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Austin Rouse is a research manager for the Charlotte Regional Partnership, a nonprofit, public/private economic development organization that leverages regional resources to market the 16-county Charlotte, North Carolina, region. With 12 counties in North Carolina and 4 in South Carolina, the regional partnership’s business development activities position the entire region for sustained, long-term growth, job creation, and investment opportunities. The partnership serves as a catalyst for government and business collaboration to market and promote Charlotte as a highly competitive, vibrant region with an increasingly attractive quality of life. 

“We receive about 70 percent of our funding from private investors and about 30 percent from public investors. We operate as a nonprofit, and we’re basically trying to build capacity and develop a plan to recruit jobs and investment to the Charlotte region. There are some places that are really strong financially, and there are places that are more rural, with challenging local economies since the recession. So it’s a good mix of communities—rural, urban, some heavily manufacturing-based, and some heavily based in professional services,” Rouse said.

“We’re the business development arm for the region, so we’re trying to sell various businesses on the fact that Charlotte is a great place to do business. My role in the process is to provide the research to those companies. We market, for instance, the educational assets of the region, whether its community colleges or universities, essentially letting businesses know they would have access to a talented workforce that can sustain their company and allow them to thrive.”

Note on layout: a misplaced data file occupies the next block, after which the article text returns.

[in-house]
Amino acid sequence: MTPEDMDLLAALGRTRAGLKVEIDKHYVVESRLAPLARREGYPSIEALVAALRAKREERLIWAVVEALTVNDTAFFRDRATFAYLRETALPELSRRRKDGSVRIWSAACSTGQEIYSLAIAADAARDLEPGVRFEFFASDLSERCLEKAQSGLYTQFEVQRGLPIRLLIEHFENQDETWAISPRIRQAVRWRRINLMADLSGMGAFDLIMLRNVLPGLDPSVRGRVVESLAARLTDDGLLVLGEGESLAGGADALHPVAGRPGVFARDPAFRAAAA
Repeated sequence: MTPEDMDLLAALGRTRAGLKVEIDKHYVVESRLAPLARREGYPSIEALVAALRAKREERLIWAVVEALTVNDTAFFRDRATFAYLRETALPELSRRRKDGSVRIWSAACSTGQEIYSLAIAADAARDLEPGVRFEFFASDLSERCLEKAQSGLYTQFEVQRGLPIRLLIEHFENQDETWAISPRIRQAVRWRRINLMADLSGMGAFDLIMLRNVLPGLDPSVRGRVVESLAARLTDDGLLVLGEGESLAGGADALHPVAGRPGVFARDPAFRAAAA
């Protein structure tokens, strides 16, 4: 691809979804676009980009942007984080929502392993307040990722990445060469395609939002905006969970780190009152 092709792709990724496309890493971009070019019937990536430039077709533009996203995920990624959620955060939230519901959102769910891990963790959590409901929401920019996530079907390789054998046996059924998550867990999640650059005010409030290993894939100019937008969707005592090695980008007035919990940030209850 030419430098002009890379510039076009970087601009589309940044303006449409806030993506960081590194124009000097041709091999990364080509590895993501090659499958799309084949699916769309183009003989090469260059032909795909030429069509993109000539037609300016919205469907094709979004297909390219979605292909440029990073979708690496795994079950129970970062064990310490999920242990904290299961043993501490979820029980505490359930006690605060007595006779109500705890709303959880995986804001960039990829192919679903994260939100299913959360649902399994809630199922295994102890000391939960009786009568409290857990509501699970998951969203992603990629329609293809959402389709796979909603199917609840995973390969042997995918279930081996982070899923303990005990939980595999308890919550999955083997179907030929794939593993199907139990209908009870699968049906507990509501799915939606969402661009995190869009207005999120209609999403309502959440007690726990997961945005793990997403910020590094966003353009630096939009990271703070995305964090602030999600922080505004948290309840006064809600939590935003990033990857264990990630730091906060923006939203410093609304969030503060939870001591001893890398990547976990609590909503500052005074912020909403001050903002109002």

Rouse manages the process of identifying, analyzing, and organizing economic and demographic information for the regional partnership. He is also helping the organization restart a program called the “research roundtable.”

Big Data

“We are in the process of bringing together the area's researchers who focus on demographic, economic, and workforce information in our area,” Rouse said. “This will be an opportunity to share best practices, promote synergy among practitioners, and spread awareness about learning opportunities for research. With the increasing ability of producing big data by both the public and private sectors, it is important for us to leverage resources that can help our communities build capacity that is vital for the community's future growth.” 

Learning how to leverage big data is something Rouse believes will continue to challenge local government professionals, as organizations will be able to increasingly use big data for performance measurement, accountability, evaluation, and other practices.

“Big data and analytics are a real opportunity; I think often-times local government can be behind the eight ball when it comes to information technology, typically due to budget constraints. From what I see and what I do on a daily basis, local governments have access to an increasing amount of big data and analytics, and I think eventually that will impact how the state and local governments make policy,” Rouse said.

Building Leadership Capacity

An ICMA member for two years, Rouse embodies the characteristics common among young leaders: a desire to grow professionally, a commitment to improving his community, and a passion for public service. Currently pursuing an MPA from the University of North Carolina at Chapel Hill, Rouse is strengthening his knowledge in specific core areas that he can directly apply to his work and expand his capacity as a leader.

Rouse is also able to use the UNC's ICMA Student Chapter as a resource. “They do a great job of bringing in local government professionals, as well as promoting awareness of career and professional development opportunities for students,” Rouse said. “Student leadership encourages online students to be involved, too. Some things are done on campus, but the university has done a great job incorporating those of us who are not campus residents by having webinars, making recordings available online, or involving us in other ways.”

Prior to joining the Charlotte Regional Partnership in 2014, Rouse worked as a research assistant with Wake County Economic Development in Raleigh, North Carolina, and as the policy and funding analyst for the University of North Carolina at Greensboro. He has completed the International Economic Development Council’s economic development course. Rouse holds a bachelor's degree in public policy and political science.